And on the eve of Mother’s Day, Mrs. Obama looked at the kidnapping through the eyes of a woman with two children of her own, Malia, 15, and Sasha, age 12.
"What happened in Nigeria was not an isolated incident. It's a story we see every day as girls around the world risk their lives to pursue their ambitions,” she said. She spoke for her husband in his weekly broadcast to the nation.
Mrs. Obama said the world is the loser when girls are denied their rights, whether it is the United States or the developing world.
"I hope that any young people in America who take school for granted – any young people who are slacking off or thinking of dropping out – I hope they will learn the story of these girls and recommit themselves to their education.
"These girls embody the best hope for the future of our world...and we are committed to standing up for them not just in times of tragedy or crisis, but for the long haul.”
Mrs. Obama said the Muslim fanatics who took the girls, Boko Haram militants, are trying to “snuff out the aspirations of young girls.”
No progress was reported this weekend on the search for more than 200 girls kidnapped in the past two weeks.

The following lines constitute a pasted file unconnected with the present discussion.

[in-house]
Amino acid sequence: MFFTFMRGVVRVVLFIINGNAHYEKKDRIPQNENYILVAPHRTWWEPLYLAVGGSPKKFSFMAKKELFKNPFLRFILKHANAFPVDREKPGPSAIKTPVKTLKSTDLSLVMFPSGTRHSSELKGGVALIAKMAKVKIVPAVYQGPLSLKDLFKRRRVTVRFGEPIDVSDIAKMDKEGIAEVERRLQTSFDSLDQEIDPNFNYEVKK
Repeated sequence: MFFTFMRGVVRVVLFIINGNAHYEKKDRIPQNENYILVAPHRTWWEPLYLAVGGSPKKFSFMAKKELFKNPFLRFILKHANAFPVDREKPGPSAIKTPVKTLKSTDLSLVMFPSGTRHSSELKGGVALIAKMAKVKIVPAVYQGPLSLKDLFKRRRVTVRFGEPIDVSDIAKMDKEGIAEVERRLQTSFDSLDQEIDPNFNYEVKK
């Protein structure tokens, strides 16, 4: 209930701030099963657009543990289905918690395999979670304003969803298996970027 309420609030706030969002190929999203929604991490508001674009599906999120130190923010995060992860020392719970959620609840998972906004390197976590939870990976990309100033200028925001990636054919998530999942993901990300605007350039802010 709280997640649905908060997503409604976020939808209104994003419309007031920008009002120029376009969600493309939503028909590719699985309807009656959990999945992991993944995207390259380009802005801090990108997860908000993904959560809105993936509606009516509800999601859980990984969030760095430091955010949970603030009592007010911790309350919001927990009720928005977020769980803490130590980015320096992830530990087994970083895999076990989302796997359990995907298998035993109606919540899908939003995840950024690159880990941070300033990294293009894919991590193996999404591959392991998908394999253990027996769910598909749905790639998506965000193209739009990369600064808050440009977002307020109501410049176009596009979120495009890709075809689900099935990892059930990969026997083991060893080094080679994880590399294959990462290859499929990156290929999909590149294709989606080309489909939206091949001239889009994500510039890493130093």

This is a cause Mrs. Obama was made to champion: full rights for women and the end of their being second-class citizens, even slaves.
Women have made huge strides in recent years getting the rights they should have been born with. They make up a majority of the workforce in the US.
Hanna Rosin, in her book, “The End of Men,” wrote in 2010 that men had lost their grip on power.
Certainly, industry brought more women into workforce because they would work for less, but once they had their foot in the door it was too late to close it.
Women even can serve in combat in some armies. They have demonstrated time and time again that they can rule countries. They may not be able to do much better but it is hard to see how they could do worse.